"[A] dense, brilliant novel....Highly recommended." Library Journal
"A superb first novel." Kirkus Reviews
"Achingly beautiful." Entertainment Weekly
"The story is genuinely suspenseful....Ms. Galchen is a writer to be watched." The Economist
"Rivka Galchen has written a powerful novel about love, longing, Doppler radar, and the true appreciation of a nice cookie with your tea. Atmospheric Disturbances is fantastic." Nathan Englander, author of The Ministry of Special Cases
"Reader, you are holding in your hand one of my favorite novels ever: Rivka Galchen's divinely hilarious, heartbreaking tale of Leo's search for his 'lost' wife Rema. This is a novel of Borgesian erudition, wit, and playfulness, though its obsessively pursued subject — as it rarely was in the Argentine's fiction — is love, the enraptured lover, and the mystery of the beloved, the intersection of love's fictions, realities, and pathologies. It is also as funny as any episode of the Simpsons (imagine Homer as a besotted and brilliant New York psychiatrist). The prose jumps with one astonishing observation, insight, and description after another, Atmospheric Disturbances delivers unforgettable joy." Francisco Goldman, author of The Divine Husband
"Erudite and chock-full of heartache, Rivka Galchen's virtuosic 'debut' novel reads like the work of a cutting-edge literary alchemist who has created in her laboratory the Book of the Now. Part thriller, part romance, part autobiography, part psychological study, her book's sweetly skewed brilliance and stealth-bomb sadness will make you swoon with this realization: yes, these kinds of books are still possible." Heidi Julavitz, author of The Uses of Enchantment
"[A] skillful exploration of the blurry lines between reality and imagination." Dallas Morning News
At once a moving love story, a dark comedy, a psychological thriller, and a deeply disturbing portrait of a fracturing mind, this highly inventive debut explores the mysterious nature of human relationships.
Thirteen hilarious, moving, and beautifully brutal stories by David Gordon, the award-winning author of Mystery Girl and The Serialist.
In these funny, surprising, and touching stories, Gordon gets at the big stuff — art and religion, literature and madness, the supernatural, and the dark fringes of sexuality — in his own unique style, described by novelist Rivka Galchen as “Dashiell Hammett divided by Don DeLillo, to the power of Dostoyevsky — yet still pure David Gordon.”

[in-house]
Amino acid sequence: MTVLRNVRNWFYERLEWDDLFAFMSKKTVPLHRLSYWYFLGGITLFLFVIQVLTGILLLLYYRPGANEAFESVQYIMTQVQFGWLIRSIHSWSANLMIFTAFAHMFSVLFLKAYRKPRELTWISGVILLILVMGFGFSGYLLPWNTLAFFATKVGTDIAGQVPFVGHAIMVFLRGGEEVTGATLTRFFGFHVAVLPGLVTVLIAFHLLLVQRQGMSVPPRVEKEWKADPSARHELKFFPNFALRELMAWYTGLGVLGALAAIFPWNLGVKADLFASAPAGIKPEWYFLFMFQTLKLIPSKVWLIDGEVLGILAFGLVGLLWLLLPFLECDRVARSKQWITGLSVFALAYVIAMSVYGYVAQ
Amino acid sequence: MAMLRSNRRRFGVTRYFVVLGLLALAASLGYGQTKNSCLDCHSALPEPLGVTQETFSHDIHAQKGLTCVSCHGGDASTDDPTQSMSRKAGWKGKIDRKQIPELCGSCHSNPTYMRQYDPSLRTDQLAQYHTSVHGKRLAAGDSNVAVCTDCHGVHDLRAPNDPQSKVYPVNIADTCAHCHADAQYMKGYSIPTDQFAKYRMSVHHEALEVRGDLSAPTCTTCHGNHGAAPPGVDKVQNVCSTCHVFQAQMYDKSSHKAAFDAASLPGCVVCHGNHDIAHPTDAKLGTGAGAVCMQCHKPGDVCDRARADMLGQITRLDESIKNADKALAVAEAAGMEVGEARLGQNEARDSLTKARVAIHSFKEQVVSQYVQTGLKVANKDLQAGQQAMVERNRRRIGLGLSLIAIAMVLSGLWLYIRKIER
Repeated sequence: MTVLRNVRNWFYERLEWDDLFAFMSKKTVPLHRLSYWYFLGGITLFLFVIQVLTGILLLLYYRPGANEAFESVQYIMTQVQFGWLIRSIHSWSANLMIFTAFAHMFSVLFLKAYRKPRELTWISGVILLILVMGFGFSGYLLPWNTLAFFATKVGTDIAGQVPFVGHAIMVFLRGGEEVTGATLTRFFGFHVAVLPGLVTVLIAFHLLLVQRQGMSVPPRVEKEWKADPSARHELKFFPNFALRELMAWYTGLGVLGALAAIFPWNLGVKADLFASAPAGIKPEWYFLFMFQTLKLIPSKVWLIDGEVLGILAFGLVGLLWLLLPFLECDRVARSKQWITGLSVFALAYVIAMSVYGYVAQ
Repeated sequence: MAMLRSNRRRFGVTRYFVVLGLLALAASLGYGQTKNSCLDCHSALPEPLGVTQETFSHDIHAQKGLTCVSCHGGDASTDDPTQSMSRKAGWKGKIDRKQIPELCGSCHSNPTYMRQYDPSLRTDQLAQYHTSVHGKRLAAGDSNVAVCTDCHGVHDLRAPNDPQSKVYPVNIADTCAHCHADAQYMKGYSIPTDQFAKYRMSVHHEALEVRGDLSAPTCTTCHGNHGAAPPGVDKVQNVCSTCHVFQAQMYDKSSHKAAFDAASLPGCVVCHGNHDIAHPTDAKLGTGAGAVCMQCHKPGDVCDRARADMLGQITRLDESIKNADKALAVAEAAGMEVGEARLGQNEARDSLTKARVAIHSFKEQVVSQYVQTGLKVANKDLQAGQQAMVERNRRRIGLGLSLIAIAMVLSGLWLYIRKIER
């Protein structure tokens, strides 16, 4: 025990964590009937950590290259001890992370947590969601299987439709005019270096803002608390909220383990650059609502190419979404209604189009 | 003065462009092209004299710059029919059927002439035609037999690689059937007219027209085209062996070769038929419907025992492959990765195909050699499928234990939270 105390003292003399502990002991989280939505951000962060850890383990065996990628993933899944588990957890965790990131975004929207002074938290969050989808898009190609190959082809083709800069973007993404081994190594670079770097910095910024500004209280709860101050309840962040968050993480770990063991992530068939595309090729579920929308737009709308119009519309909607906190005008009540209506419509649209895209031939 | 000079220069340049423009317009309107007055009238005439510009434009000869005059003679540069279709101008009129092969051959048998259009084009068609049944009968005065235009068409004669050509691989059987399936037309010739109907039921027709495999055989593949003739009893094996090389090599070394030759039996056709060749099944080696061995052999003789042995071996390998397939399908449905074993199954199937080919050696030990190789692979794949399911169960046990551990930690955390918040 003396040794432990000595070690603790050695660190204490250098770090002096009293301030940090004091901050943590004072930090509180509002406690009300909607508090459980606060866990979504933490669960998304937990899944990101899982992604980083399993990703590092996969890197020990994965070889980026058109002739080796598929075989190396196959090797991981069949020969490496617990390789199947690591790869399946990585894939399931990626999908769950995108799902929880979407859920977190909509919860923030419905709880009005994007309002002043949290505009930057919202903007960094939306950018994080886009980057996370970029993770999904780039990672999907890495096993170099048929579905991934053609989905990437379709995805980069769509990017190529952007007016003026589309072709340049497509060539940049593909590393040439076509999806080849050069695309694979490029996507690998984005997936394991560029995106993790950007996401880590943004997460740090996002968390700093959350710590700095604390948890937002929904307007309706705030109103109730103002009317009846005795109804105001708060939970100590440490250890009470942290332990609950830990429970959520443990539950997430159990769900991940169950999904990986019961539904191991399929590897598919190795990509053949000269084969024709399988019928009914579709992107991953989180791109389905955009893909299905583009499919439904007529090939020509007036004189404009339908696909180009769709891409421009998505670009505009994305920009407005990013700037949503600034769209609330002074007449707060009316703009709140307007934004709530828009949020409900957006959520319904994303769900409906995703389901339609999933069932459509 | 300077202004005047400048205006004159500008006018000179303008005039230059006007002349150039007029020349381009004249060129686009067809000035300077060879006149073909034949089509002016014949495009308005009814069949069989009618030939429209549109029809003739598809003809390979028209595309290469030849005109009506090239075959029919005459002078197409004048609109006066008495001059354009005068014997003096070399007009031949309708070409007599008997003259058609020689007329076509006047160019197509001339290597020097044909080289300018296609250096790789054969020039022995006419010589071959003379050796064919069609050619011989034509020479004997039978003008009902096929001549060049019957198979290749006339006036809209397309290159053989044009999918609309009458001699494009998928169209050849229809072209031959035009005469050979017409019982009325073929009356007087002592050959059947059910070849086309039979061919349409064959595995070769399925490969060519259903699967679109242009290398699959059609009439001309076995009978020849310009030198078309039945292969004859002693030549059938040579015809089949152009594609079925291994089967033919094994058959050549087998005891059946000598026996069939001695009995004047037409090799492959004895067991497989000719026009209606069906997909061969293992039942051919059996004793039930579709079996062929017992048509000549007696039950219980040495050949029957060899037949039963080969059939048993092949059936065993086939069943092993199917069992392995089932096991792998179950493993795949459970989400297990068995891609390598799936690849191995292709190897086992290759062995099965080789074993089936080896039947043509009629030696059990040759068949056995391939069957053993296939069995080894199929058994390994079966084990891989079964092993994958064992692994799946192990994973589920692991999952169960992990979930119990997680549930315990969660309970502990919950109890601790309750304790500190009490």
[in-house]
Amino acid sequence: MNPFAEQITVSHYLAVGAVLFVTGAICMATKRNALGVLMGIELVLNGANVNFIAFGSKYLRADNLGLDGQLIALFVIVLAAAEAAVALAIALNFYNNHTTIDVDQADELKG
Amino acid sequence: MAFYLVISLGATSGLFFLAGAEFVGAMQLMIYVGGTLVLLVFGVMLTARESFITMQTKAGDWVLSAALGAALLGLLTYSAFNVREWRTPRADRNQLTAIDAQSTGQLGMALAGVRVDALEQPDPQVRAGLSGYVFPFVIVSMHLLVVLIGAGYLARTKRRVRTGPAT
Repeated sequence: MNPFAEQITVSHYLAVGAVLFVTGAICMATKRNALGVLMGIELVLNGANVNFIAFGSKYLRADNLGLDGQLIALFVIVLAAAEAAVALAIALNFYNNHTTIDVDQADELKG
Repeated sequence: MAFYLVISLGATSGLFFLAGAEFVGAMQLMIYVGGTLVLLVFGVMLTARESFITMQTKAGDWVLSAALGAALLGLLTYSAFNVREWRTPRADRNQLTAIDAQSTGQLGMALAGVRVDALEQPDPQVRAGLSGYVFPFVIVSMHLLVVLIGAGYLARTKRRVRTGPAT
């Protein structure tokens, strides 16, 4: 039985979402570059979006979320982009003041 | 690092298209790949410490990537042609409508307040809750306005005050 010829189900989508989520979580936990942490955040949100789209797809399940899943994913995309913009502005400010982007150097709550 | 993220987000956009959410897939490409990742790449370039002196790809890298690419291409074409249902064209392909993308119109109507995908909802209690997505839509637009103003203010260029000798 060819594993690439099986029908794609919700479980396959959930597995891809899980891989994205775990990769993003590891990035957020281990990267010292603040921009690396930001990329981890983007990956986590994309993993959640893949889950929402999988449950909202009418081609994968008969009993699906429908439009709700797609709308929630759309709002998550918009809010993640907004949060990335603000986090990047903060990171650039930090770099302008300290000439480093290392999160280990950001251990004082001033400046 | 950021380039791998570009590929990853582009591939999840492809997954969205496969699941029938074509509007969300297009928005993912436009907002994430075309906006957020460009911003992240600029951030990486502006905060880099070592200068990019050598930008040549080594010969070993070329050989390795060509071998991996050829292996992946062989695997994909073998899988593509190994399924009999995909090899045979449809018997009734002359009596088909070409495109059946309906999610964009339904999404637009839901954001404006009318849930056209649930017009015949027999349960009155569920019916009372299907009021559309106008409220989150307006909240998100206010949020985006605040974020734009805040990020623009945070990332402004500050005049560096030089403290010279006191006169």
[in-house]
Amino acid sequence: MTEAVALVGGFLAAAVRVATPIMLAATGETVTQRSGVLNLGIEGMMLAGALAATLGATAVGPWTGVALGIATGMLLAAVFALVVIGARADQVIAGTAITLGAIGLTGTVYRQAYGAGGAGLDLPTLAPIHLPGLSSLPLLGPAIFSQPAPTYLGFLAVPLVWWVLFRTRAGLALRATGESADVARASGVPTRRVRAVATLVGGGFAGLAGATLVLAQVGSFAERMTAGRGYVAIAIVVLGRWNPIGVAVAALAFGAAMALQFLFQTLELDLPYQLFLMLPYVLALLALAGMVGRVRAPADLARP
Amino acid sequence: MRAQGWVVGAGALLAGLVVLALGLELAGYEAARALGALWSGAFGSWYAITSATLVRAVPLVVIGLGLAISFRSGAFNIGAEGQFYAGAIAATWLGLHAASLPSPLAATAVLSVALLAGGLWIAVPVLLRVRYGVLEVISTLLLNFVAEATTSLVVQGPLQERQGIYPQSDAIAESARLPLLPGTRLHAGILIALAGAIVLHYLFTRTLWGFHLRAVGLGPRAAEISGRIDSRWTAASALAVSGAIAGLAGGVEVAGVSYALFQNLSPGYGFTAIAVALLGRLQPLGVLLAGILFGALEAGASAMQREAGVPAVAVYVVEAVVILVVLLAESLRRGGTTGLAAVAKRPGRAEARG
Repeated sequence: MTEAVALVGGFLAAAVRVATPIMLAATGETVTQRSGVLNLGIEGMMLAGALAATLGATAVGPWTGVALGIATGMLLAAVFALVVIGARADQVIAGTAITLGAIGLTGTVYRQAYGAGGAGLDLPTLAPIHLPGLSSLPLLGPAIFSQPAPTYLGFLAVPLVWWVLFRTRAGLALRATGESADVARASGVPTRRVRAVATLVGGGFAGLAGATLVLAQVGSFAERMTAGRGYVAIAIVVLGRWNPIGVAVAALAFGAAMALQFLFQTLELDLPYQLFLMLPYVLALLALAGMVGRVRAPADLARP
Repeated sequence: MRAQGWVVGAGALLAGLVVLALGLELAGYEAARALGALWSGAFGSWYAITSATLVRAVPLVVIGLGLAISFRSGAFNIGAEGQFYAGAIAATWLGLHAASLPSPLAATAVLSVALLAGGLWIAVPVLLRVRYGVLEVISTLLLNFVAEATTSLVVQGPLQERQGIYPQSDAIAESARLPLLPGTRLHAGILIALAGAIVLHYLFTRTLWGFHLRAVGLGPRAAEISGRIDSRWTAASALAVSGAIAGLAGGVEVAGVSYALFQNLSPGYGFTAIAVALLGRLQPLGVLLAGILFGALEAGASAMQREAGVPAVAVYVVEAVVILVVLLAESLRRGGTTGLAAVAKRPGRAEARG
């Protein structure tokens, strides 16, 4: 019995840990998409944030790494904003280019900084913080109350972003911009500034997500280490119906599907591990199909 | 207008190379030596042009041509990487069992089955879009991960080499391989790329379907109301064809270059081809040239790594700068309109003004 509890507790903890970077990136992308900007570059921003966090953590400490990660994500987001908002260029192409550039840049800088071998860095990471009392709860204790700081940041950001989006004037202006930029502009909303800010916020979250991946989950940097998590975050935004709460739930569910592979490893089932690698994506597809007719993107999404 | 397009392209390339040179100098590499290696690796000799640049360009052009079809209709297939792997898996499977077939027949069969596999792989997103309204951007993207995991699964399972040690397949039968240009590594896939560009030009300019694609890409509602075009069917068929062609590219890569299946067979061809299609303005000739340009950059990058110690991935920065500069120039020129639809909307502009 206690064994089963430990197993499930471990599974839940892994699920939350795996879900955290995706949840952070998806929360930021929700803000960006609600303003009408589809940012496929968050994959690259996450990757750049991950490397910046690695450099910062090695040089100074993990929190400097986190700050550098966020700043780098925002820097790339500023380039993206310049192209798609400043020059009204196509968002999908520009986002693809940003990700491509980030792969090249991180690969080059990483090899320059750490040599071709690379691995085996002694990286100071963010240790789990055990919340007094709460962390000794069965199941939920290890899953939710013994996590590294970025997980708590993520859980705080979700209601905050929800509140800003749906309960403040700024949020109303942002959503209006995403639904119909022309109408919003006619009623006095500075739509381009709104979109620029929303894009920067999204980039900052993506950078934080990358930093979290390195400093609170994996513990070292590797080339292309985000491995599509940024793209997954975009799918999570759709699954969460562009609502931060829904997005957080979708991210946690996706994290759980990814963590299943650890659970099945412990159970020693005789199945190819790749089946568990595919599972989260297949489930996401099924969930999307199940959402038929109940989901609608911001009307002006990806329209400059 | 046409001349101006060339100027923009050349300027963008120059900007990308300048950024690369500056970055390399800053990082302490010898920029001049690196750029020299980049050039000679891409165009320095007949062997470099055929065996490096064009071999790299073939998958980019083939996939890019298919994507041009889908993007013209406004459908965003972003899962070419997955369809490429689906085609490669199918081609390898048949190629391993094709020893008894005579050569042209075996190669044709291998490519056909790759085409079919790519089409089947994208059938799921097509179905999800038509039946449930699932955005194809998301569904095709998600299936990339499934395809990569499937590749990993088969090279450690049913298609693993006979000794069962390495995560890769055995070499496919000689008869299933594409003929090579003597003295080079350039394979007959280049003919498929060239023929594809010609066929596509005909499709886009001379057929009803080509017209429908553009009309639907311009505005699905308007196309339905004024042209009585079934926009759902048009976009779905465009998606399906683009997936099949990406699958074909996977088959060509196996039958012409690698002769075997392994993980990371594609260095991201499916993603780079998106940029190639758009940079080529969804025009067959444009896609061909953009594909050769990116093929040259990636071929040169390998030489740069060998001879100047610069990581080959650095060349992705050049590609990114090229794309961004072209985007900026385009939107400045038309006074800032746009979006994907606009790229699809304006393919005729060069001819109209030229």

Gordon's creations include ex-gangsters and terrifying writing coaches, Internet girlfriends and bogus memoirists, Chinatown ghosts, and vampires of Queens. “The Amateur” features a cafe encounter with a terrible artist who carries a mind-blowing secret. In the long, beautifully brutal title story, a man numbed by life finds himself flirting with and mourning lost souls in the purgatory of sex chatrooms. The result is both unflinching and hilarious, heartbreaking and life-affirming.
A New York Times Notable Book of the Year
A Salon.com Top Ten Book of the Year
A Plain Dealer (Cleveland) Best Book of the Year
A Slate Best Book of the Year
When Dr. Leo Liebenstein's wife disappears, she leaves behind a single confounding clue: a woman who looks, talks, and behaves exactly like her. A simulatcrum. But Leo is not fooled, and he knows better than to trust his senses in matters of the heart. Certain that the real Rema is alive and in hiding, he embarks on a quixotic journey to reclaim her. With the help of his psychiatric patient Harvey--who believes himself to be a secret agent able to conrtol the weather--his investigation leads him from the streets of New York City to the southernmost reaches of Patagonia, in search of the woman he loves. Atmospheric Disturbances is a "witty, tender, and conceptually dazzling" (Booklist) novel about the mysterious nature of human relationships.
About the Author
Rivka Galchen received her MD from the Mount Sinai School of Medicine, having spent a year in South America working on public health issues. Galchen recently completed her MFA at Columbia University, where she was a Robert Bingham Fellow. Her essay on the Many Worlds Interpretation of quantum mechanics was published in The Believer, and she is the recipient of a 2006 Rona Jaffe Foundation Writers' Award. Galchen lives in New York City. This is her first novel.
What Our Readers Are Saying
Average customer rating based on 4 comments:
Other books you might like